“Running is more or less about continuity,” he said. “To be able to do it continuously, you need to stay healthy. This is why these foods are so important in my daily life and daily routine. They provide the necessary health benefits so I can do what I love to do and run each and every day.”

lithuanian endurance foods
(Photo: Gintare Grine)

Timing is Everything

It’s been a while since Grinius made cepelinai on his own. These days, he relies on his wife and mother-in-law, who he calls a “specialist,” when it comes to making cepelinai. But that doesn’t mean he doesn’t know how it’s done.

“The timing is super important,” he said. “If [the cepelinai] is boiled too long, it becomes very soft and loses its shape.”

He also advises paying attention to the proportion between boiled potatoes and raw potatoes used when making cepelinai (I found about a third of your potatoes should be boiled). Finding the right balance gives the dish a silkier texture.

Before he shares his wife’s recipe (the same used by his mother), Grinius offers one last tip:

“In Lithuania, you usually find home-grown potatoes that make the best cepelinas. You need to buy your potatoes in Lithuania.”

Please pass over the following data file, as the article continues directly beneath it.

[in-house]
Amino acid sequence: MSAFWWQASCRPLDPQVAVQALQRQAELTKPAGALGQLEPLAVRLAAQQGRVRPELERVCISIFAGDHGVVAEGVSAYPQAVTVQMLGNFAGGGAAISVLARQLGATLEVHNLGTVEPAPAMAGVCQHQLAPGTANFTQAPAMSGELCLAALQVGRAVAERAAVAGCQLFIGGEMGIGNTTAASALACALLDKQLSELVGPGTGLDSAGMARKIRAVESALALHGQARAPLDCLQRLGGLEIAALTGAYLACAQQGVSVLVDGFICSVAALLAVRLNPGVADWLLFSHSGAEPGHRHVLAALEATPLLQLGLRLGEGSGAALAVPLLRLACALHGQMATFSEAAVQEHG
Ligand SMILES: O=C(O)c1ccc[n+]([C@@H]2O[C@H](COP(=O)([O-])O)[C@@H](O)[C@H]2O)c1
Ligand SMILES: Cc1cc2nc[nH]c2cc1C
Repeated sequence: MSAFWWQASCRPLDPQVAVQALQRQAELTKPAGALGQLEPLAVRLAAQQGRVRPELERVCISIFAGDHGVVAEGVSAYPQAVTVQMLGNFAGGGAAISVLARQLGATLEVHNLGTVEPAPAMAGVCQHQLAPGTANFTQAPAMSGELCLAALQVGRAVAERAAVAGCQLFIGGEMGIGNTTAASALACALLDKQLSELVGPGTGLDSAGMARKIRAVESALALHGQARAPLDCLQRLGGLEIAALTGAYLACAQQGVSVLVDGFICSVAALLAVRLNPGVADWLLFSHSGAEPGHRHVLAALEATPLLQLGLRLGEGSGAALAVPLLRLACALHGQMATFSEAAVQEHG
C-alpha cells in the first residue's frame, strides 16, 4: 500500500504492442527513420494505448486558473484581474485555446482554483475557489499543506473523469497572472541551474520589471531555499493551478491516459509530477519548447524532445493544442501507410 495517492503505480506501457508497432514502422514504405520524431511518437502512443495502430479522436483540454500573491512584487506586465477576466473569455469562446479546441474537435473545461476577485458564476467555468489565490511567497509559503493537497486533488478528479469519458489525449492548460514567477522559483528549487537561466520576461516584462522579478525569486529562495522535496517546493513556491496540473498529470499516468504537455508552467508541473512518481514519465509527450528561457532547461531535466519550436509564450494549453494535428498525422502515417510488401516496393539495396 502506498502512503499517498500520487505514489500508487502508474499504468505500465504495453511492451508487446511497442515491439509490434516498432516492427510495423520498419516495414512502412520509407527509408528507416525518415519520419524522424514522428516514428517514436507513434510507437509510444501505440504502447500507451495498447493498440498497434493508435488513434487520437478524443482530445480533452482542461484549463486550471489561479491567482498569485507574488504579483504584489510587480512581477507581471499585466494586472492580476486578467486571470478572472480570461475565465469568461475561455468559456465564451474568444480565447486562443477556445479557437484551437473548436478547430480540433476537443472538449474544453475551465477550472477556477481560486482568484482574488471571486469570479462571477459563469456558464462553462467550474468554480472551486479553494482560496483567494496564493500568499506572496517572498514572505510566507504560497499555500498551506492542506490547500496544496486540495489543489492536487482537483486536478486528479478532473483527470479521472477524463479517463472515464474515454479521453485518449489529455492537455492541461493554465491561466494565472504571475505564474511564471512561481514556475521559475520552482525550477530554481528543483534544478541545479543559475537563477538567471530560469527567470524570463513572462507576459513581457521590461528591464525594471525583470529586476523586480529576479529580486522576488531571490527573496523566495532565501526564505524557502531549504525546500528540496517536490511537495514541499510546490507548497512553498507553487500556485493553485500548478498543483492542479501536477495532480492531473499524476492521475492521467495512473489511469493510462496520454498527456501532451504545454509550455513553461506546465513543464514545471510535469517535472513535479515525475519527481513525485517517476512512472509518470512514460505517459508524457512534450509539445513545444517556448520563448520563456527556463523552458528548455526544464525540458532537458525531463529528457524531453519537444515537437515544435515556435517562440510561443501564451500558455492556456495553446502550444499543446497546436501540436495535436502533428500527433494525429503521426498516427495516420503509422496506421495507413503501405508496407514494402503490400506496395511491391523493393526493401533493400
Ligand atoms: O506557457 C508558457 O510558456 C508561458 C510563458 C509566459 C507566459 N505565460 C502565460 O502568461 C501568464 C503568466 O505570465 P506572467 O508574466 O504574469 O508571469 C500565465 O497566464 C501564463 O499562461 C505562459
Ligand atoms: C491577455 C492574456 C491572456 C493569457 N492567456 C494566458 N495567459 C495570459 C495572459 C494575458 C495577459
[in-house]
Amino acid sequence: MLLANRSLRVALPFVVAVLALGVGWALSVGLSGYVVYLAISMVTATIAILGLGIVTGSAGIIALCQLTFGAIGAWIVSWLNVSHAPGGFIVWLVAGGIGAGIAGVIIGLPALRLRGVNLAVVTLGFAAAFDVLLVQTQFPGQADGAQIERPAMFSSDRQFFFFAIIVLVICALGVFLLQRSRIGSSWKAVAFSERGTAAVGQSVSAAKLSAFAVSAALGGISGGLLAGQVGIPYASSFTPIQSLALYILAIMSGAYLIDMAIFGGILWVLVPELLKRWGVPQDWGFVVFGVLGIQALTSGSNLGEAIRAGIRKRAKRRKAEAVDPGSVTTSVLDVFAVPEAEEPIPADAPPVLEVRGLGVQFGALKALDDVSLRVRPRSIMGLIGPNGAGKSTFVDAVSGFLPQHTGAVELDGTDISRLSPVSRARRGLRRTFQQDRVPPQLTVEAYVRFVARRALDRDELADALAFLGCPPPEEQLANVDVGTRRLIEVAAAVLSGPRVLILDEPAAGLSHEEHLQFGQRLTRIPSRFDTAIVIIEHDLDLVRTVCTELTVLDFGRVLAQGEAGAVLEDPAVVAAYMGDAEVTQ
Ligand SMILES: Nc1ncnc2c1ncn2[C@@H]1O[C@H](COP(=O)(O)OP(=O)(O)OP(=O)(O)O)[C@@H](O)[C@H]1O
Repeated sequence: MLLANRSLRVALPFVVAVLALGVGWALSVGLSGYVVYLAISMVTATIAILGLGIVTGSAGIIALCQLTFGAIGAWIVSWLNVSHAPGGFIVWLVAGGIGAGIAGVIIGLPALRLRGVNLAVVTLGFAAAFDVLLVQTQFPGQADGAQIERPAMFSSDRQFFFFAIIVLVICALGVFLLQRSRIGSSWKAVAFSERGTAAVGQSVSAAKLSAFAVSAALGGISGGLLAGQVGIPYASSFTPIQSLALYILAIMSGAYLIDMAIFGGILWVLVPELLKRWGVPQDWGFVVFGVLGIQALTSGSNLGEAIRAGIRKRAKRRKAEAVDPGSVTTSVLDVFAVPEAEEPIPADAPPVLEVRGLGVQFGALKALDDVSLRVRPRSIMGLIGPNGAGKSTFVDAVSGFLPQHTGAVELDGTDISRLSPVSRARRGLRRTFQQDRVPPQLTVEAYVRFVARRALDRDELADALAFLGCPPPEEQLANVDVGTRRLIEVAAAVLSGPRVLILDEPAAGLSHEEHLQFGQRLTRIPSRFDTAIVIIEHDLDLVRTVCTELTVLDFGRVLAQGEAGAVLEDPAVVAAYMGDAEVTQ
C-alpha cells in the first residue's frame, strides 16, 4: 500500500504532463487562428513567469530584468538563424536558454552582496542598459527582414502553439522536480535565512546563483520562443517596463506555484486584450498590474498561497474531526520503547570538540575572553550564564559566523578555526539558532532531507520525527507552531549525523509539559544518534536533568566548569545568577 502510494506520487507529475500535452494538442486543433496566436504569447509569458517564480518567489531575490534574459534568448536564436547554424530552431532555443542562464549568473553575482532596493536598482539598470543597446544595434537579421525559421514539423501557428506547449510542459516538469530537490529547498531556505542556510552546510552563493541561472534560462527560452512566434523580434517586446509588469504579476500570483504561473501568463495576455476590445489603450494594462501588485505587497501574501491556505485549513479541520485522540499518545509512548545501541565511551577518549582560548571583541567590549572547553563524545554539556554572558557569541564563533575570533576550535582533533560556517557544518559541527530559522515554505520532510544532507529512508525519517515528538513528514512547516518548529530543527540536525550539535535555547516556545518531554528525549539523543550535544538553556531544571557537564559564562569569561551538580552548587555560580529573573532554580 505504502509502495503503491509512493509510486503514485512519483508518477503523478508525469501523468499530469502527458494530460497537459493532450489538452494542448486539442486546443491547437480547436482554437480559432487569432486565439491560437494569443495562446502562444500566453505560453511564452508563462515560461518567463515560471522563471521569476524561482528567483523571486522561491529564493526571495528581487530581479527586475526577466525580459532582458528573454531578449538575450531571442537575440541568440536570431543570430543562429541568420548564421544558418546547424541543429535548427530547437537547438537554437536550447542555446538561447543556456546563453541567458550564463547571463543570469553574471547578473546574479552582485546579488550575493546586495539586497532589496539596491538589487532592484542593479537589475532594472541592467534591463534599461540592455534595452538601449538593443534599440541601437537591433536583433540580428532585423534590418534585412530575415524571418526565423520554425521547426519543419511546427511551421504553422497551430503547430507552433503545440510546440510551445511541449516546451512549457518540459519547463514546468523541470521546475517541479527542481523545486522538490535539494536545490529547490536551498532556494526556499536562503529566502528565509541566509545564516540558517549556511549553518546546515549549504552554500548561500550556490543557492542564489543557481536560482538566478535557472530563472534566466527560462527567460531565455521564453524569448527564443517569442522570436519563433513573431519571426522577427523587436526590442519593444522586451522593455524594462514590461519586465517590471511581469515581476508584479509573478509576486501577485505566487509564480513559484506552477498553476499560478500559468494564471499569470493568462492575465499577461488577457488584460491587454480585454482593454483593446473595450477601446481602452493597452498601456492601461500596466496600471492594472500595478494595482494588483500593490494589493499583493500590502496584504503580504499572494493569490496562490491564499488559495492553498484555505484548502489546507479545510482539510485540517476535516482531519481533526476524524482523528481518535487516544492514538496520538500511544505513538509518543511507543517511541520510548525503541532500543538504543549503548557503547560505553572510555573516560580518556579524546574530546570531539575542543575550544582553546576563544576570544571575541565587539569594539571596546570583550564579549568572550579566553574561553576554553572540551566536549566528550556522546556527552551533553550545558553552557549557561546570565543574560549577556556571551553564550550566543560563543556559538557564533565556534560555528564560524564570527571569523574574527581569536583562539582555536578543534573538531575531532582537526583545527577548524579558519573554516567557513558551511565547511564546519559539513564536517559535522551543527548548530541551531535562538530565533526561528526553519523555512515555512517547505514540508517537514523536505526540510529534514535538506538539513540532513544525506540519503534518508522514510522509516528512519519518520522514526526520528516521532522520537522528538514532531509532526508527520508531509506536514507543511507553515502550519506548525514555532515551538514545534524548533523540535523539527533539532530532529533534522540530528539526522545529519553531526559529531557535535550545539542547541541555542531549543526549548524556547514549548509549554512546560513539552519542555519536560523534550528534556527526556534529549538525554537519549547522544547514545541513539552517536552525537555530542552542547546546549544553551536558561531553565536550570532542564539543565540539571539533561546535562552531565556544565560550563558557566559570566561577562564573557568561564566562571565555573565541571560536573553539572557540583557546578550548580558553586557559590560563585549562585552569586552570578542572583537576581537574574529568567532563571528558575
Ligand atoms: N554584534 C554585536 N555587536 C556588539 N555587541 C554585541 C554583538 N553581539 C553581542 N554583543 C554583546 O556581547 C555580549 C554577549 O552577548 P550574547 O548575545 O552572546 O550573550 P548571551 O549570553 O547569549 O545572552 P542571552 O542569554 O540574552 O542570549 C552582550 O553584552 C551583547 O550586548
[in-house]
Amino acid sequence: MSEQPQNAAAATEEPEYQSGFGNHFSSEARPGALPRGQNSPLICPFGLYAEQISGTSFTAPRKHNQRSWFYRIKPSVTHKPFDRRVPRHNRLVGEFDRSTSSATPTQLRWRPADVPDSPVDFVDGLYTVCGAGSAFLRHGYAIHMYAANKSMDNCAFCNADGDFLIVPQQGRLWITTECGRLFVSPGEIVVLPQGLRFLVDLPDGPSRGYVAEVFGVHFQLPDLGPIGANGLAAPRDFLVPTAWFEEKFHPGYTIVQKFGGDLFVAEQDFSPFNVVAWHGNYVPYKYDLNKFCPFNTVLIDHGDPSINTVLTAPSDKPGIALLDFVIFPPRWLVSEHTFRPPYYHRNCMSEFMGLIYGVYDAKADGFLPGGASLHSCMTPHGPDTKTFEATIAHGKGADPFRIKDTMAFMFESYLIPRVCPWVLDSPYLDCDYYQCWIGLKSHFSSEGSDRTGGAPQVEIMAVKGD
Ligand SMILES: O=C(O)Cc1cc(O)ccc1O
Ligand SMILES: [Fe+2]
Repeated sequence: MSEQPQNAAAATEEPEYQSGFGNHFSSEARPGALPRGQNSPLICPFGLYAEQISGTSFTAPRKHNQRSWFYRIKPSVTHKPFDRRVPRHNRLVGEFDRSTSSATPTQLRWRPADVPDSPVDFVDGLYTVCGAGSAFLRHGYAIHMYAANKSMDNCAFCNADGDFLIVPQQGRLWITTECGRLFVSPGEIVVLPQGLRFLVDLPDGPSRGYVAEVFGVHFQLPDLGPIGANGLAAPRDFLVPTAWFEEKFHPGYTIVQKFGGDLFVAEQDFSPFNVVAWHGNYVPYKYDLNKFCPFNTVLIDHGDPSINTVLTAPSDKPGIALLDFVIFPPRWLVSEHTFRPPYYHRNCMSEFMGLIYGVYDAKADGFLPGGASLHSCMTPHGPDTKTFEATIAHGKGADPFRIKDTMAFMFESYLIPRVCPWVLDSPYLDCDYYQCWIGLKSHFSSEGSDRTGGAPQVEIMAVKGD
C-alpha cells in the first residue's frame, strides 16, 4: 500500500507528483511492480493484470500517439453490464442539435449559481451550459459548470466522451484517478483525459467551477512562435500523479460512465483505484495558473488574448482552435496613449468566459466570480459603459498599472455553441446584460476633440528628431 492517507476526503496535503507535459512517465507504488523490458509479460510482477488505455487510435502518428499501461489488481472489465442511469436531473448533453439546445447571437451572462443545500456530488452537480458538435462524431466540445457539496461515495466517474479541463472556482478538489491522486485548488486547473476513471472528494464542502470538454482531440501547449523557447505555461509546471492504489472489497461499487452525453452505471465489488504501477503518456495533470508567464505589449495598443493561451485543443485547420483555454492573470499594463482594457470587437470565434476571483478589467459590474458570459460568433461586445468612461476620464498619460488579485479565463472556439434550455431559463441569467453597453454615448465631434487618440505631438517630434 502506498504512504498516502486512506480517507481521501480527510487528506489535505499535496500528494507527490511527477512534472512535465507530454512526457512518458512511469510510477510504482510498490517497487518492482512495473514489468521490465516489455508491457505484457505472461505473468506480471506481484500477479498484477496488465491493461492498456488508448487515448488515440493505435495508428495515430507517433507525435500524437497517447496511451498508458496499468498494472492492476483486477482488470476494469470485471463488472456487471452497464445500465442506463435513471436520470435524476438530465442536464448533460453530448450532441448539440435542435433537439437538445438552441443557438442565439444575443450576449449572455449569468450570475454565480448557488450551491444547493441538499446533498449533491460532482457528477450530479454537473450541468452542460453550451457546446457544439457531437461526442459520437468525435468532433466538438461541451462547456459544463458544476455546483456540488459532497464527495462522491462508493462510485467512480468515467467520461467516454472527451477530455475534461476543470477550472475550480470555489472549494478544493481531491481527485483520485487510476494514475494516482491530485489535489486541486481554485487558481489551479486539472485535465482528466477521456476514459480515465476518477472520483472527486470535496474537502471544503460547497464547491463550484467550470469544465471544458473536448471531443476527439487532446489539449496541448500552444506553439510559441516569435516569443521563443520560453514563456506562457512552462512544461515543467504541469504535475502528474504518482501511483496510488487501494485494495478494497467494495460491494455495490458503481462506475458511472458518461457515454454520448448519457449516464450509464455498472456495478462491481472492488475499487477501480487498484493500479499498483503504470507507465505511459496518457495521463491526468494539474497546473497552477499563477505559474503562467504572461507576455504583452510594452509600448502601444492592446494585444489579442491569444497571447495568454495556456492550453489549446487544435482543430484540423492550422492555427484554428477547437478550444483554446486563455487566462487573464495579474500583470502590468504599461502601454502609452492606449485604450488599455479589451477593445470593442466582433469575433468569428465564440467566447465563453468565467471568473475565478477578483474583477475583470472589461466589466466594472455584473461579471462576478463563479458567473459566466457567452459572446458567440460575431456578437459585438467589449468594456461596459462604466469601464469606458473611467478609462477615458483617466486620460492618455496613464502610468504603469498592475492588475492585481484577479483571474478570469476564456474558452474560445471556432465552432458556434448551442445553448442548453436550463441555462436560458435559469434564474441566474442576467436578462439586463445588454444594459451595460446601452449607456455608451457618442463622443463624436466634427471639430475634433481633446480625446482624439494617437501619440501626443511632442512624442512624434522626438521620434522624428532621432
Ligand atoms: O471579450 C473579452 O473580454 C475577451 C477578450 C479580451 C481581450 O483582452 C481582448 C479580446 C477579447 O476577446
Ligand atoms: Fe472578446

Lithuanian Cepelinai
(Photo: Joe Baur)

Recipe: Lithuanian Cepelinai


  • 7 medium potatoes, grated
  • 3-4 potatoes, boiled
  • 1 tsp. kosher salt
  • 500g cottage cheese


1. Peel all of the potatoes. Grate 1kg of them and put the rest to the side for now.

2. Place the 1kg of grated potatoes into a cheesecloth and squeeze it over a bowl. Save this liquid and allow the starch to settle.You’ll add the starch back to the grated potatoes in a later step.

3. Meanwhile, boil 3 – 4 potatoes and mash them.

4. Mix the cooked potatoes, the raw potatoes and the starch, salt them, and knead them well.

5. For the cottage cheese filling, beat the cottage cheese well with 1 egg. Add a pinch of kosher salt and sugar, mix well.

6. Take about 80g of the potato dough, flatten it out, add the filling (about the size of a chicken egg per cepelinai), crimp the edges, and make elongated balls.

7. Place the balls in boiling salted water and cook 20 to 25 minutes, stirring gently.

8. Once cooked, they can be topped with melted butter, fried onions, mushrooms and sour cream.